On Thursday, the N.A.S.L., which is now a Division 2 league in North America, approved the entry of the Cosmos to the league for the 2013 season. The club, which has not been a bona fide team in more than 30 years, will play its matches at Hofstra University in Hempstead, N.Y. The back-to-the-future threads are inescapable because the latter-day Cosmos once also called Hofstra home, long before the team ended up in Giants Stadium in East Rutherford, N.J., playing to packed houses before it all came crumbling down after the 1984 season.
If you want to know what I think, go here. That well sums up my thoughts on the Cosmos' prospects as an MLS squad. But what of their prospects as an NASL one?
The rumors on this one were flying well in advance. MLS snapped up several domain names related to a second New York side, and the tea leaves for a time seemed to lead us to those damnable Cosmos-to-MLS rumors. We know now that was false, as it always would have been. The Cosmos are in no position to jump straight from gorging on chili cheese fries in the concessions area to the 100 free with Michael Phelps.
The Cosmos have several disadvantages working against them, none more crippling than the inevitable MLS links. Every slip — and there will be slips — will be a perceived step away from future MLS prospects, and the court of public opinion will not be particularly kind despite what may seem fair. NYRB fans are oddly spiteful on this matter. Plus, the ongoing stadium issue threatens to kneecap this adventure at every corner.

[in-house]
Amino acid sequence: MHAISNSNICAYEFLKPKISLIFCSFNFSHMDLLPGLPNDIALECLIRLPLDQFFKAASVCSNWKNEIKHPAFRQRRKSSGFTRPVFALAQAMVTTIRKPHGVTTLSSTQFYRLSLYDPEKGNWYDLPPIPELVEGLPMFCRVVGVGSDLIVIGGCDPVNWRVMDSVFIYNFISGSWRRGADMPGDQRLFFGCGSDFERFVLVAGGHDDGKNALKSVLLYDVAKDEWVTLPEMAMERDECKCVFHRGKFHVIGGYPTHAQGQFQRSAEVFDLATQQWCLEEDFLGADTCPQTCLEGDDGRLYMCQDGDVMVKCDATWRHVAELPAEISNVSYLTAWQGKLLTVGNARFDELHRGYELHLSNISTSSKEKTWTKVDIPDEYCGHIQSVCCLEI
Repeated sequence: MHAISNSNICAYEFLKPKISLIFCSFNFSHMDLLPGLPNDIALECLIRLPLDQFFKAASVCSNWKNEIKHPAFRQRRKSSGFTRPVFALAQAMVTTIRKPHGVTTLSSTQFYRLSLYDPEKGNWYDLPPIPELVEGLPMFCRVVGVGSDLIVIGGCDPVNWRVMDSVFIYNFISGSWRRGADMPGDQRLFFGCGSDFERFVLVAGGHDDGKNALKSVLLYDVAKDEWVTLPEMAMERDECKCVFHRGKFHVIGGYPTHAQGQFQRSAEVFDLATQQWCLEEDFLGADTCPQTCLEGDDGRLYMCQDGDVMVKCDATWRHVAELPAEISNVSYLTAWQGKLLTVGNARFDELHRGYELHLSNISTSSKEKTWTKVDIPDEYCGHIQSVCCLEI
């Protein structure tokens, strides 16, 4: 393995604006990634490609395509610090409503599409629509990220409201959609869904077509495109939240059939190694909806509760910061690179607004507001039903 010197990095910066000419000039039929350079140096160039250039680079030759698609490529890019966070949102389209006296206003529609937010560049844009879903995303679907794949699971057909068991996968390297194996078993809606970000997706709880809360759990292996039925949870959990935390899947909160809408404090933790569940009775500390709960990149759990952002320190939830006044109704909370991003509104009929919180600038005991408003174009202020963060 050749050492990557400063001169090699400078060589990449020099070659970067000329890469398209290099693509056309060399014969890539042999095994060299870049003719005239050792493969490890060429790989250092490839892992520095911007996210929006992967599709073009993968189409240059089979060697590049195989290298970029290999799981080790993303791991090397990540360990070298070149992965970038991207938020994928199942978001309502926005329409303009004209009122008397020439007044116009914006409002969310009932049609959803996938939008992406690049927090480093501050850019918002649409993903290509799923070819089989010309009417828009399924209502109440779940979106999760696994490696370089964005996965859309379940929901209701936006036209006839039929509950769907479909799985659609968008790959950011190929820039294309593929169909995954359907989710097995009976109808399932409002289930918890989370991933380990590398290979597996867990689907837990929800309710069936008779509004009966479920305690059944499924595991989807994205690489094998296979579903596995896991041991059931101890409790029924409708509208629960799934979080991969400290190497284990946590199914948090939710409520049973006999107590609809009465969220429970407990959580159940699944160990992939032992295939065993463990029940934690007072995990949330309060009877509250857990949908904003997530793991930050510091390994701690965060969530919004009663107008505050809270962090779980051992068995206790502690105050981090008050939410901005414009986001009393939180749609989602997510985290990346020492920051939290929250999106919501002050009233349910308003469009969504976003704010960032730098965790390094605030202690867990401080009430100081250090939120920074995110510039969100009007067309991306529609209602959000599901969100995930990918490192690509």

The biggest problem I see has nothing at all to do with MLS or the Cosmos as an entity but rather the relative weakness of the NASL in a business sense. I've long been a proponent of an NASL-USL merger in some capacity because neither league is strong enough to hold its head above water on its own. Gate sales for both leagues are poor, the soccer cultures enveloping the teams are generally non-existent and MLS teams are increasingly turning to reserve teams to fill roster spots. There are exceptions. Orlando City, Rochester, Wilmington, Charleston and Richmond are all USL Pro sides with good to reasonable past attendance figures, which creates merger options. And a number of NASL sides acquitted themselves well against their MLS big brothers in USOC action this year. As is, the model framework is okay but the core of support is not. The problem is NASL commish David Downs is apparently at loggerheads with MLS brass over how to move forward. Downs wants MLS reserve sides to have NASL affiliations. MLS is obviously balking. I'm all for condensing USSL tiers and creating fewer, stronger feeder leagues.
There are only eight NASL teams, and the Cosmos, who join in 2013, make nine. Ottawa joins the next year for an even 10. The trouble is whether the Cosmos will find the ground in NASL fertile enough to jump-start any sort of legitimate MLS campaign, seeing as we all know that's where this is going. Teams have made the lower tier-to-MLS jump gracefully (see Seattle), so it's not impossible. But the difference here is that the Cosmos are resuming operations after an absence of nearly 30 years and the club's infrastructure is watery to the point of absurdity. This is ultimately the way it had to be done if it's going to be done at all, but I have doubts that this will lead to anything but disappointment for erstwhile Cosmos fans (and who are these strange people?) pining for eventual admittance into MLS.
- Will Parchman